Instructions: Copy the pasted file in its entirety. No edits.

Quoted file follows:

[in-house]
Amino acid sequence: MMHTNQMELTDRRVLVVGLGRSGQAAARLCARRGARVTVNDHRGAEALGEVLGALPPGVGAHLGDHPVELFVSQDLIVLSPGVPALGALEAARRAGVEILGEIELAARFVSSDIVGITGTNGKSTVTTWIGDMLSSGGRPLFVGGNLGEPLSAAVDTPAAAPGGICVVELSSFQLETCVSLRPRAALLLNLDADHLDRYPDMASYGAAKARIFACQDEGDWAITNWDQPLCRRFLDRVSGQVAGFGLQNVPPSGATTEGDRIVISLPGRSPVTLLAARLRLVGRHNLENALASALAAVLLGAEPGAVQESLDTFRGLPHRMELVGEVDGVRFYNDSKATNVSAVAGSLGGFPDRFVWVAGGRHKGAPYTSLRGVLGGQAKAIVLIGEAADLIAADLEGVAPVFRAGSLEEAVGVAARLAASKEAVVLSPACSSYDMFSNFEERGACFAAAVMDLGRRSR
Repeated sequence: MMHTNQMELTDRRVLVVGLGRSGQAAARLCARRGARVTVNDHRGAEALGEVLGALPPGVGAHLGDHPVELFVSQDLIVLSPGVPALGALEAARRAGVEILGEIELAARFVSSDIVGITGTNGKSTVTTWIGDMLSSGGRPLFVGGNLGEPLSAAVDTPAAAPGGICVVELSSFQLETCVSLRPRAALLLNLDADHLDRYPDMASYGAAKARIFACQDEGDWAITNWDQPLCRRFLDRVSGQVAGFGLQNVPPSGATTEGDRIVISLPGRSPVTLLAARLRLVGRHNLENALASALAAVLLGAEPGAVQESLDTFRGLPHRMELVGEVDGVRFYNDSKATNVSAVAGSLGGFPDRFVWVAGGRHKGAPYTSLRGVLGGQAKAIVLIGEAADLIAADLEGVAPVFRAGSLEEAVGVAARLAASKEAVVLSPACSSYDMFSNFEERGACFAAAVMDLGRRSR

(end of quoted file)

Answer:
[in-house]
Amino acid sequence: MMHTNQMELTDRRVLVVGLGRSGQAAARLCARRGARVTVNDHRGAEALGEVLGALPPGVGAHLGDHPVELFVSQDLIVLSPGVPALGALEAARRAGVEILGEIELAARFVSSDIVGITGTNGKSTVTTWIGDMLSSGGRPLFVGGNLGEPLSAAVDTPAAAPGGICVVELSSFQLETCVSLRPRAALLLNLDADHLDRYPDMASYGAAKARIFACQDEGDWAITNWDQPLCRRFLDRVSGQVAGFGLQNVPPSGATTEGDRIVISLPGRSPVTLLAARLRLVGRHNLENALASALAAVLLGAEPGAVQESLDTFRGLPHRMELVGEVDGVRFYNDSKATNVSAVAGSLGGFPDRFVWVAGGRHKGAPYTSLRGVLGGQAKAIVLIGEAADLIAADLEGVAPVFRAGSLEEAVGVAARLAASKEAVVLSPACSSYDMFSNFEERGACFAAAVMDLGRRSR
Repeated sequence: MMHTNQMELTDRRVLVVGLGRSGQAAARLCARRGARVTVNDHRGAEALGEVLGALPPGVGAHLGDHPVELFVSQDLIVLSPGVPALGALEAARRAGVEILGEIELAARFVSSDIVGITGTNGKSTVTTWIGDMLSSGGRPLFVGGNLGEPLSAAVDTPAAAPGGICVVELSSFQLETCVSLRPRAALLLNLDADHLDRYPDMASYGAAKARIFACQDEGDWAITNWDQPLCRRFLDRVSGQVAGFGLQNVPPSGATTEGDRIVISLPGRSPVTLLAARLRLVGRHNLENALASALAAVLLGAEPGAVQESLDTFRGLPHRMELVGEVDGVRFYNDSKATNVSAVAGSLGGFPDRFVWVAGGRHKGAPYTSLRGVLGGQAKAIVLIGEAADLIAADLEGVAPVFRAGSLEEAVGVAARLAASKEAVVLSPACSSYDMFSNFEERGACFAAAVMDLGRRSR